1. Morning 7:27
2. Ezoterick Muzick I 5:56
3. Ganga 6:56
4. Ezoterick Muzick II 8:30
5. Trip to Surja 5:44
6. Yamuna 9:29
7. Mathura 12:02
8. Ezoterick Muzick III 12:50
Dronæment is active since 1997 and is the main musical project of Marcus Obst who lives in the South area of what once was East Germany.
After a few amazing tape albums he joined the Drone Records serie with the "Wassermond" 7", which was based on a collaboration with Jim De Jong, followed soon by a split LP with The Infant Cycle (Jim De Jong again....).
Since then he released some marvellous albums on Dachstuhl, Nauze [Muzick], Mystery Sea, Le Cri De La Harpe and Field Muzik. Everyone with an even small interest in Drone / Experimental music should immediately put their hands on them.
After the wonderful "Yr" (released with the help of our friends at Blade Records) and "Allein... Unter Menschen" (a remastered CD-R version of one of his early tapes), this is the third Dronæment album released by Afe. Needless to say that we're very proud about this.
"Ezoterick Muzick" was inspired by repeated listenings of indian traditional music and is a successful attempt at creating meditative / relaxing ambient music.
The disc opens with "Morning",
a track with a droney background mainly topped with bells and birds sound. Treated samples of indian strings instruments fade in and out along with voices and assorted discreet noises.
"Ezoterick Muzick I", first part of a trilogy,
consists of a minimal but very effective repetitive tone which is quite mind-altering.
With its reveberting droning, "Ganga"
is a classic Dronæment track, almost undisturbed in its flooding, with the only added flavours of a few voice samples and percussions.
"Ezoterick Muzick II", starts right from where part I ended, adding a simple percussive pattern and effects to the basic floating tone.
Coming at half of the album, "Trip to Surja" is built on a rhythmic pattern programmed on an old drum-machine. Its pulsating beats and oscillating synth lines have a shiny mood, just like looking at the sun keeping your eyes closed.
Beginning with field-recordings of birds, bells and water sounds backed by a synthesizer, "Yamuna" is another Dronæment classic. A sitar and other various samples / ambiences also appear along the road.
With its twelve minutes, "Mathura" is the longest track of the album, showcasing more field-recordings and samples in a consolidated way. "Ezotherick Muzick III" apparently closes the disc with pulsating synth sounds but there's still time for an unexpected surprise...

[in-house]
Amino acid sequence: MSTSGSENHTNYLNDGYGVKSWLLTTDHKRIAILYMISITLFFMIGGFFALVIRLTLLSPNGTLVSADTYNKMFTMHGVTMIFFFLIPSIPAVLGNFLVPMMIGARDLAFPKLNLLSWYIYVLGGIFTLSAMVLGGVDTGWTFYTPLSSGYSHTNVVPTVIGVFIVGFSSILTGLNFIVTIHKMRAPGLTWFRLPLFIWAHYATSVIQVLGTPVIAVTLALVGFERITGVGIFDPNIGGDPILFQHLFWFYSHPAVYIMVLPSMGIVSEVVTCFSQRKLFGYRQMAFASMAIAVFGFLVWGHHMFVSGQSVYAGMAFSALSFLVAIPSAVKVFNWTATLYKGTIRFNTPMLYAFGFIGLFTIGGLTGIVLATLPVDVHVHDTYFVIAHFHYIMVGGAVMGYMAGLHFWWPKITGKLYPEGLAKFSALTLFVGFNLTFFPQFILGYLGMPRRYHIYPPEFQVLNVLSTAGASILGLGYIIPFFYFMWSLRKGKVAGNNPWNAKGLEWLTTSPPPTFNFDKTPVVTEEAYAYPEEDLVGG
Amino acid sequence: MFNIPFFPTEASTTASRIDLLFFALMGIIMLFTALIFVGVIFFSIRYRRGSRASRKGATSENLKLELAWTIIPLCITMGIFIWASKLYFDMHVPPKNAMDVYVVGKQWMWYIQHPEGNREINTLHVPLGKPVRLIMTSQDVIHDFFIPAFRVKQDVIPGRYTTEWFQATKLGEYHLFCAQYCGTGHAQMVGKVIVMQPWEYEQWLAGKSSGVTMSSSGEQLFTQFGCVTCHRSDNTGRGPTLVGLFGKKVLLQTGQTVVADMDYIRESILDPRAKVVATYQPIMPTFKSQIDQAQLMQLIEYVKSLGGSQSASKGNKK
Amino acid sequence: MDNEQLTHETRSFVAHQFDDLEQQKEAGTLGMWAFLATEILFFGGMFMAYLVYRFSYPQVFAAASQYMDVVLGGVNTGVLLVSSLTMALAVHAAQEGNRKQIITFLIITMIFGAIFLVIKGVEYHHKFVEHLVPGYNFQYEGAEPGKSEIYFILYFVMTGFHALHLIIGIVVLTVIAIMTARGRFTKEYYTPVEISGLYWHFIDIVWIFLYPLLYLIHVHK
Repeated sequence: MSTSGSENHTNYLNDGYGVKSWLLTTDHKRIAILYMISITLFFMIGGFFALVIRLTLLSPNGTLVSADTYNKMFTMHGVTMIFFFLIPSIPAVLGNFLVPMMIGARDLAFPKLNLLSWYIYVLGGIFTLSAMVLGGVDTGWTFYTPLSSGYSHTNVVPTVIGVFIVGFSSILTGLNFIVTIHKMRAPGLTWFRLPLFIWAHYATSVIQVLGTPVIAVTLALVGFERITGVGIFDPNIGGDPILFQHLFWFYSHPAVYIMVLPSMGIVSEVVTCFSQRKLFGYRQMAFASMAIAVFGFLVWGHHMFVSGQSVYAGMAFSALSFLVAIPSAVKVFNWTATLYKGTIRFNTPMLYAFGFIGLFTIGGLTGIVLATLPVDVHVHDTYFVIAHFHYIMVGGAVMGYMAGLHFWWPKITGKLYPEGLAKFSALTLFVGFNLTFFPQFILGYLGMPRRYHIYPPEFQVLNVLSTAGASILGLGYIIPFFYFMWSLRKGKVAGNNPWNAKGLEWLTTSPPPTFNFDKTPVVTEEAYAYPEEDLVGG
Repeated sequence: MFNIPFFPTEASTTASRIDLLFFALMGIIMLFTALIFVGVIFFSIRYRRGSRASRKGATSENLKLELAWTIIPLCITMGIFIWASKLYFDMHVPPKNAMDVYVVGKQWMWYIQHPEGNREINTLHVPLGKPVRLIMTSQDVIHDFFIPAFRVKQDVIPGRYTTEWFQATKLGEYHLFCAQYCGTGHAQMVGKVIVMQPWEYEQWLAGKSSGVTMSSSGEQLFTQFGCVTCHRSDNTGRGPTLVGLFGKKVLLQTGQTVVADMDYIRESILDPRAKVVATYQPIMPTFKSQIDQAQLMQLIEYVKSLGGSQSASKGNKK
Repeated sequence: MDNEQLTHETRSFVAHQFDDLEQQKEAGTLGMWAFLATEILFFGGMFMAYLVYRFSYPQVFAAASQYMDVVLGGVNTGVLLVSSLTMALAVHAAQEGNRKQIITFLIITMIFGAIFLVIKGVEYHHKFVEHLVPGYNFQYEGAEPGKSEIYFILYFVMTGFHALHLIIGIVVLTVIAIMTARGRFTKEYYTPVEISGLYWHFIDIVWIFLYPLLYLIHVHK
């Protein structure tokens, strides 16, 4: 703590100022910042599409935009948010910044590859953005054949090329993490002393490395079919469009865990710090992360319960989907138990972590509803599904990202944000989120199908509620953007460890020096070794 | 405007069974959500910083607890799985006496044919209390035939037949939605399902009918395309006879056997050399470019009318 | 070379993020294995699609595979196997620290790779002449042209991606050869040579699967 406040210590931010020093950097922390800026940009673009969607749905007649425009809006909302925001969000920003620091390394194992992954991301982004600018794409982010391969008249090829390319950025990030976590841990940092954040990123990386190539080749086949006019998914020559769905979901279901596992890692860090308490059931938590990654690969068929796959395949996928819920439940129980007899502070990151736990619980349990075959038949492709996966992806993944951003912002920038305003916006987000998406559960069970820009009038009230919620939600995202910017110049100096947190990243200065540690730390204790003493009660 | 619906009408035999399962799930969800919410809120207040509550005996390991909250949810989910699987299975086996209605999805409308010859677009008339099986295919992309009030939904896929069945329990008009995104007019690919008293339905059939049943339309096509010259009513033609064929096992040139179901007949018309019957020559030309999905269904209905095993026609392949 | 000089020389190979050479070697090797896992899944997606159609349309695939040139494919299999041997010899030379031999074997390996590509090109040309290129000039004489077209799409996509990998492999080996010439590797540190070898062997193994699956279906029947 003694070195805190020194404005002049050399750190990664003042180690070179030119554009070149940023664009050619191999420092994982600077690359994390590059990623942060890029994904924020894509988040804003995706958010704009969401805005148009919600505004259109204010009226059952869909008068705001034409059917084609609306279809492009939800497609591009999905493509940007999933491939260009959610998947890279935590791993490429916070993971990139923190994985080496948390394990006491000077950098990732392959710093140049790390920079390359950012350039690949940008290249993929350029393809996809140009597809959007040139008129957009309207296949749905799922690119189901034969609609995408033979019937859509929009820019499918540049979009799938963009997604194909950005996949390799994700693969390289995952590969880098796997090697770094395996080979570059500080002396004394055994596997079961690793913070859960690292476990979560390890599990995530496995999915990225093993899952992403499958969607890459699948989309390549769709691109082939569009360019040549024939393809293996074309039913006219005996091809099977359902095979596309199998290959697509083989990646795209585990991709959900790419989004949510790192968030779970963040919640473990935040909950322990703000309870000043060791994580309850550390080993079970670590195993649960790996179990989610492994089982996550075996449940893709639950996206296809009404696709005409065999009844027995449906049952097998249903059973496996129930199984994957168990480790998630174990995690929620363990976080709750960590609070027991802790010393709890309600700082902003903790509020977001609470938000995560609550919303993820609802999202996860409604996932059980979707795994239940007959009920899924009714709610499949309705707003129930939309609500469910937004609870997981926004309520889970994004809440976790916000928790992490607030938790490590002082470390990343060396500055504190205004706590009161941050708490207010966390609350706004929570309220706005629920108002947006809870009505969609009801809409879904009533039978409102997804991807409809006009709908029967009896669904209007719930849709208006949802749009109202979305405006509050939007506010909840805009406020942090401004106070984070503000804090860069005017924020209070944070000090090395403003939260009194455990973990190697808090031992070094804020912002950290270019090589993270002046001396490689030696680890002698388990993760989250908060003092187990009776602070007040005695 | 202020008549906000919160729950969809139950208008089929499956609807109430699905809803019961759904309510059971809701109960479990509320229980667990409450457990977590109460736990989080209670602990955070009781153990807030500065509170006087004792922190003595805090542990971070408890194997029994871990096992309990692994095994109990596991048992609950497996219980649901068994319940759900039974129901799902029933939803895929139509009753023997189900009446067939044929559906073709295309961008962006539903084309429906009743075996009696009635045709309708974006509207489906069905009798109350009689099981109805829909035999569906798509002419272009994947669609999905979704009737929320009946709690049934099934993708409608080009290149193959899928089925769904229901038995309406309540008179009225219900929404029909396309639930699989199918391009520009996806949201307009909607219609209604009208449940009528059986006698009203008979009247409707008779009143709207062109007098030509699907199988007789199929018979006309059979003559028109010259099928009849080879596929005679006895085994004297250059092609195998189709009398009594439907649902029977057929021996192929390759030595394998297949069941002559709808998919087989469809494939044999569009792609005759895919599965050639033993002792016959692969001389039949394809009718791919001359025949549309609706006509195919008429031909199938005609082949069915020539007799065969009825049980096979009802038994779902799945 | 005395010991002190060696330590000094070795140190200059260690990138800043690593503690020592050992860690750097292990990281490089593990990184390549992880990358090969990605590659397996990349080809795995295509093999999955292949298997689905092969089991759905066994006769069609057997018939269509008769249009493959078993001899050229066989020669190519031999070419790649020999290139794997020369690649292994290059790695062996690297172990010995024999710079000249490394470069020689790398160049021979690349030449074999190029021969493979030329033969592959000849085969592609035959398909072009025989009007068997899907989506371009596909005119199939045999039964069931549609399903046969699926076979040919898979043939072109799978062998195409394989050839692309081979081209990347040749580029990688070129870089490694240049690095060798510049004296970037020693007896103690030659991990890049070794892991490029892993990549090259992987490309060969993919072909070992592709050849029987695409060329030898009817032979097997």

"Dronæment approach the genre constructing a tonal framework, fused with occasional field recordings, at times sounding like an early Zoviet France, or more recent material by Z'EV..."
Aural Pressure [more]
"Dronæment va annoverato senz'altro tra i dronemaster degli ultimi anni. "Ezoterick Muzick" ne è conferma, nel suo tentativo di ricreare un'ambient music quieta e meditativa a partire da lunghi ascolti ed incursioni nella musica tradizionale Indiana."
Blow Up [more]
"Dronæment is a "brand name" which in my estimation always stands for thoughtful ambient albums usually offered for retail in highly original and well-designed packaging."Ezoterick Musick" is no disappointment on either count... The downright jaunty "Trip to Surja" gains its unique sound from having been programmed into a superannuated drum machine, while "Yamuna" is repose itself after a long journey on foot, at a monestary by a riverside, the air filled with the sound of bells and whirring prayer-wheels. One of his best."
"As the titles already suggest, Obst has gone to India for inspiration, even though the album is kind of enough of sparing us with yet more sampled sitar songs. At its core lies an implicit desire to break free from the rules and assembly-line mentality of the post-industrial society. It is this dream and its unfettered realisation that connects all those different Dronaement works. It is also what makes "Ezoterick Muzick" a more than worthy newcomer in his discography."
""Ezoterick Muzick" is similar to Storey's experiments with ethnic sounds and loops (late Zoviet France / early Rapoon) and the mind expanding synthlines have a deep connection with Tangerine Dream's and Popol Vuh's first works, and maybe this album is even a tribute to some Kosmische masterpieces inspired by South-Asian culture (or hippy heritage...) like "Lord Krishna Von Goloka" by Cosmic Courriers feat. Sergius Golowin or the even more obscure "Crawling to Lhasa" by Kalacakra. For the cosmic travellers all over the world."
Chain D.L.K. [more]